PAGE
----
(505b) Preparation and Validation of a Biopolymer-Based Coating on Titanium Prosthesis for Preventing Infection in Orthopedics Implants

Authors: 
Martín del Valle, E. M., University of Salamanca
Tabernero, A., University of Salamanca
González-Garcinuño, Á., University of Salamanca

The use of orthopedic implants for fracture repairing have significantly increased over the last decades. However, one of the main limitations for this bone replacement procedure is the infection that can be caused for including a new material in the human body. This fact can provoke different diseases that can end up in additional surgeries. In order to overcome this drawback, this work proposes the development of a coating based on a fructose biopolymer (levan) that prevents microorganism adhesion and proliferation, and therefore, it enlarges the useful life of the implant in the patient’s body.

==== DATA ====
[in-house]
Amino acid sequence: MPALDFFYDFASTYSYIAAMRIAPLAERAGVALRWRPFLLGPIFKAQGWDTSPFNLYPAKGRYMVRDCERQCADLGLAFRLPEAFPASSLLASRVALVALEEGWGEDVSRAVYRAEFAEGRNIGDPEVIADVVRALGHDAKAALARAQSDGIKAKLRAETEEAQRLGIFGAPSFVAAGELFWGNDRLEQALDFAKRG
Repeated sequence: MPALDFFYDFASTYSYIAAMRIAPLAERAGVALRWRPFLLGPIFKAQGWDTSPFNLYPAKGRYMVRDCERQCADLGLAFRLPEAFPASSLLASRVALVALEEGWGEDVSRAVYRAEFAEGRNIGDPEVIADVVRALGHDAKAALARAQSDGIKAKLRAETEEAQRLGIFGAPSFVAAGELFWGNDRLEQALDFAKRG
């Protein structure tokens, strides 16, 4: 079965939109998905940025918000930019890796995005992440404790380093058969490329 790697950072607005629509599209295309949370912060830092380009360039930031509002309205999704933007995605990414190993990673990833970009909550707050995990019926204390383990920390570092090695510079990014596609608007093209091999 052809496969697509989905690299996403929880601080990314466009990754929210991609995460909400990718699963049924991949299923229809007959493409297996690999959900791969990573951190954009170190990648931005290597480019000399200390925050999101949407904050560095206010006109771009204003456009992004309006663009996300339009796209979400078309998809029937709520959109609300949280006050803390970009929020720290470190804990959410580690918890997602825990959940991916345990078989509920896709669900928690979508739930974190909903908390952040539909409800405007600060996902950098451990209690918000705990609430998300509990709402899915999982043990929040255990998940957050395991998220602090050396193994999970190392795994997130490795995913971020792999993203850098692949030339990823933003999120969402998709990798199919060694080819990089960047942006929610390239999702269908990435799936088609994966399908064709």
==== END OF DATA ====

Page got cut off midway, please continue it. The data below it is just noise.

Levan biopolymer is able to coat the titanium implant and it creates a hyperosmotic environment, causing the pathogen dehydration and controlling as a consequence microorganism growth. The coating is performed simultaneously to the levan synthesis by using a cell-free system (using levansucrase as enzyme and sucrose as substrate). Therefore, levan is synthesized around the titanium support, creating a homogenous surface that covers all the implant.

The developed material was characterized by infrared (FTIR), by Scanning Electron Microscopy (SEM) to evaluate the coating surface and by electrochemical studies to analyze the bio-corrosion phenomena. Results showed that the polymer was properly distributed on the surface without being corroded.

Finally, its effect on controlling bacteria population was studied by exposing the implant to a concentrated solution of Staphylococcus strains, highlighting that the material provided a great material antimicrobial effect. These experiments showed that this material can be used to improve current procedures for fracture repairing.